Koufuku Graffiti 7 features saury. The story this week is that Shiina has too much of it and so invites Ryou and Kirin over for a cookout, and they don’t want Ryou to do any work, because she always cooks for them. So, while she accepts and appreciates the kindness, Ryou feels a little left out. There is talk about how Ryou should learn to lean on her friends more, and how Kirin freeloads off her. So they cook a dish together later. But as usual all this nice stuff about friendship and kindnesses is secondary to the cooking and eating. This week is the closest the show has gotten towards being a cooking show. We see how to salt and cut the saury. Alas, we get more details apart from the grilling technique after that. Seems easy enough though. Make some X’s on it, sprinkle salt, and toss it on a grill …
Shirobako 19 starts by being sort of the Erika Show. She learns the situation, sends Aoi home, makes some calls, drags Hiraoka to Titanic where she she kicks some butt, tracks down a “bearded hermit” and gets him to cover episode five, and generally shows why Musashino is lucky to have her. For a moment I thought the episode would spiral into Aoi’s despondent thoughts about being not up for the job, but the show makes a turn away from that. Besides, Aoi’s too busy.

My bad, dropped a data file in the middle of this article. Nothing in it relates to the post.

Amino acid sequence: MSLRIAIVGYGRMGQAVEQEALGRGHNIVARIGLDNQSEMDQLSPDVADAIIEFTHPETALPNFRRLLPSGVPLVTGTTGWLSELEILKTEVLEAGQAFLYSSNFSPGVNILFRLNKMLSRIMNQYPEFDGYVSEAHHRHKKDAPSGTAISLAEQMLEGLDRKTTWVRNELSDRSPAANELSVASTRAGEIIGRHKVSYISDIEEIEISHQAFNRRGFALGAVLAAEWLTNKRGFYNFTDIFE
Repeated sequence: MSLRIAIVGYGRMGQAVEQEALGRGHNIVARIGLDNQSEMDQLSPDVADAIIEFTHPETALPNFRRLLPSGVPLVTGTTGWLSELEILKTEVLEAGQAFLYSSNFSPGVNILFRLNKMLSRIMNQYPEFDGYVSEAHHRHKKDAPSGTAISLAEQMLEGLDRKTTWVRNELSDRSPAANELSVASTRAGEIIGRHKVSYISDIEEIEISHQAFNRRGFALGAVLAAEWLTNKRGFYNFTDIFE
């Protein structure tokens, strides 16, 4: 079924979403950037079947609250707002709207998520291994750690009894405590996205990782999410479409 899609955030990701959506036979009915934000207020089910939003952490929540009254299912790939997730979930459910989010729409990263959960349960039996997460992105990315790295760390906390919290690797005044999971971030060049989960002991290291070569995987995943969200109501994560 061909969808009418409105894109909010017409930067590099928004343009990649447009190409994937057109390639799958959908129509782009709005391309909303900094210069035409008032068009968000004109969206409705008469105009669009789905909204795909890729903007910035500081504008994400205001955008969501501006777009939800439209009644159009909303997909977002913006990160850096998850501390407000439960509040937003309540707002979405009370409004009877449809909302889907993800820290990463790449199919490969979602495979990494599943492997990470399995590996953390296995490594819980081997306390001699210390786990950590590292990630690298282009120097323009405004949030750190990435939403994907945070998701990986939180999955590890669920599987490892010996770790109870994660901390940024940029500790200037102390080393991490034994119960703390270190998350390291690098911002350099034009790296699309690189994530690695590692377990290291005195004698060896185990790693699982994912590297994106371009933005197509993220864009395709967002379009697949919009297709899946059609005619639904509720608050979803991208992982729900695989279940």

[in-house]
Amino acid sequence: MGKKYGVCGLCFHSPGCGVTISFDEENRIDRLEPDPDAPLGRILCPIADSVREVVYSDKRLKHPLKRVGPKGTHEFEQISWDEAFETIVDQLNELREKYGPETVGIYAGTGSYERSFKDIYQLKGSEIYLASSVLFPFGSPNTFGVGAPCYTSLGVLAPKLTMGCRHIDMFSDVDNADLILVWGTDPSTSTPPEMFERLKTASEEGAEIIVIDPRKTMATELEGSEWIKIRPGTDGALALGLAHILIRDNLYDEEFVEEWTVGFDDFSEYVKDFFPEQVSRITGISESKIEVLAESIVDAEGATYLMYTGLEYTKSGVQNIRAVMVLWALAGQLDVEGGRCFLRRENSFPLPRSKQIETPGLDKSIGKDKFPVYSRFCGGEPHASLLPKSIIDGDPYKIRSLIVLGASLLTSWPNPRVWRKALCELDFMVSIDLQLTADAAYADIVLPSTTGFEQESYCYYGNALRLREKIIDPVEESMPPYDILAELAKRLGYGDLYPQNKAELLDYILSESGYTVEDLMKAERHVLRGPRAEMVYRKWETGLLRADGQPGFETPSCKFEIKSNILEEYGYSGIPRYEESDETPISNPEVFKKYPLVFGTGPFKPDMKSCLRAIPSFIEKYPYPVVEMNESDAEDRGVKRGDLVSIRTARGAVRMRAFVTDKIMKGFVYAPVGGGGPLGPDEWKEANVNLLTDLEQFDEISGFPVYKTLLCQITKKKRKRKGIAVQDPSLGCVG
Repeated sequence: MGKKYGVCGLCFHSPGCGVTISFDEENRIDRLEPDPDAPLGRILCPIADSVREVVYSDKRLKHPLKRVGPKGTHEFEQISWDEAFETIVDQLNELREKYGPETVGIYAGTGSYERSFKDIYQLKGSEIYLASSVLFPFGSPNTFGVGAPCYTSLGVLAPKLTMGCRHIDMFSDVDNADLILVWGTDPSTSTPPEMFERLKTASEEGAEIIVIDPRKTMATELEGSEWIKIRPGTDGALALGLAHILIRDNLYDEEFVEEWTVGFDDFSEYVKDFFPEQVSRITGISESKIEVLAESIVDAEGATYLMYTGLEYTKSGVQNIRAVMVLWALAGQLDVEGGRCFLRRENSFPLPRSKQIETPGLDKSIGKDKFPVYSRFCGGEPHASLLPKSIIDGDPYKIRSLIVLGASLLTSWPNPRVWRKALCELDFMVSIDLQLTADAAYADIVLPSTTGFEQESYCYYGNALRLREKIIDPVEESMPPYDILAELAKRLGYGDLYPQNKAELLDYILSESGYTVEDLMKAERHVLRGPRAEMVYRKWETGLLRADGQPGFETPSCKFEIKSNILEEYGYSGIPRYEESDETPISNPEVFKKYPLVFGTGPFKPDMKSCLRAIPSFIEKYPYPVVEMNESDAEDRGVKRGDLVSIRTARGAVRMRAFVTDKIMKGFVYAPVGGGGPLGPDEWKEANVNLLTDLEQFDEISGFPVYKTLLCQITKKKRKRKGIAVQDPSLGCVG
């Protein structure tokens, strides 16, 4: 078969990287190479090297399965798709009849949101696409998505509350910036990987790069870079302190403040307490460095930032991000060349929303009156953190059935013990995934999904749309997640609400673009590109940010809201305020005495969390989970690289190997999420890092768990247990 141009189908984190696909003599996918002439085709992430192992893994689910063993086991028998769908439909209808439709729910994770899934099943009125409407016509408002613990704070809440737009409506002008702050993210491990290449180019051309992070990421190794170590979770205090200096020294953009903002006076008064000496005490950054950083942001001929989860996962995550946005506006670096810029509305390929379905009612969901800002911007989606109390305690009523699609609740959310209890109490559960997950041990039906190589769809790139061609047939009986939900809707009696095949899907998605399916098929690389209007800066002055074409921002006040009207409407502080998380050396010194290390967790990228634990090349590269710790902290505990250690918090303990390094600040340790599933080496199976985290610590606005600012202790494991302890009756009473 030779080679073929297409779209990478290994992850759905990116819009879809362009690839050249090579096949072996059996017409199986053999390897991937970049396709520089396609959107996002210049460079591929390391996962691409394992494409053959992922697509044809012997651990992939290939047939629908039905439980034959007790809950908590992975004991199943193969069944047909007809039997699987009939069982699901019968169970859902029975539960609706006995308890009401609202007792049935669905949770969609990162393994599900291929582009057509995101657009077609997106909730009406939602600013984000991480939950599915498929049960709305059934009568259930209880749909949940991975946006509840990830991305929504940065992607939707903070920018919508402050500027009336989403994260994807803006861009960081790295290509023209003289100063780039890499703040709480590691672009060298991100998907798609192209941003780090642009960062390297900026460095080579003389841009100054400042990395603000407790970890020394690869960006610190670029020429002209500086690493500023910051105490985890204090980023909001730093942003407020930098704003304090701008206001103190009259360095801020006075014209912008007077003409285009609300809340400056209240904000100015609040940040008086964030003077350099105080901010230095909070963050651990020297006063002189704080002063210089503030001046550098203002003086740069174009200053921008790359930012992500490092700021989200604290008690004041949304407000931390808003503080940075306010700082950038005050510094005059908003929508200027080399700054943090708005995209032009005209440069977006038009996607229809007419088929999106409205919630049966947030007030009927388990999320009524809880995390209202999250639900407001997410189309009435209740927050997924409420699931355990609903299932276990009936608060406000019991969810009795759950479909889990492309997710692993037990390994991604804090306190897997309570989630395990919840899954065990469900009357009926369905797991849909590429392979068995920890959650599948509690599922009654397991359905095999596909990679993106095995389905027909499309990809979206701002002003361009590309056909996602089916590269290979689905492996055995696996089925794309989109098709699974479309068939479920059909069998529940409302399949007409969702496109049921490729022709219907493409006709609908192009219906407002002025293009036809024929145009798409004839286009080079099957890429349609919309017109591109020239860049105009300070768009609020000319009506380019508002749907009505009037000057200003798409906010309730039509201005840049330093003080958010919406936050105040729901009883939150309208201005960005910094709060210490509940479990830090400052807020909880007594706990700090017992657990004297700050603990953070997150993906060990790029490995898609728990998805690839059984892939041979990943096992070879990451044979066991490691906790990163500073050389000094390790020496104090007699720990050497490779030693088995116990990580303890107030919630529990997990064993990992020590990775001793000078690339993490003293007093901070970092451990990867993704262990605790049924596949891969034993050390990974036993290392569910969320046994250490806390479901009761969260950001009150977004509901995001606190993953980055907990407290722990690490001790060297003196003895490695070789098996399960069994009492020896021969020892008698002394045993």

Instead, we get a conversation between Erika and Hiraoka about Aoi, a world-weary talk between two anime veterans about harsh reality and why some people in the field don’t stop dreaming, between two people way too young to have this conversation. It’s made clear that these two people stopped dreaming, at least Hiraoka has, and now he bounces from job to job for reasons the show doesn’t explain. Aoi hasn’t been broken yet, and he hates that, though Erika loves it.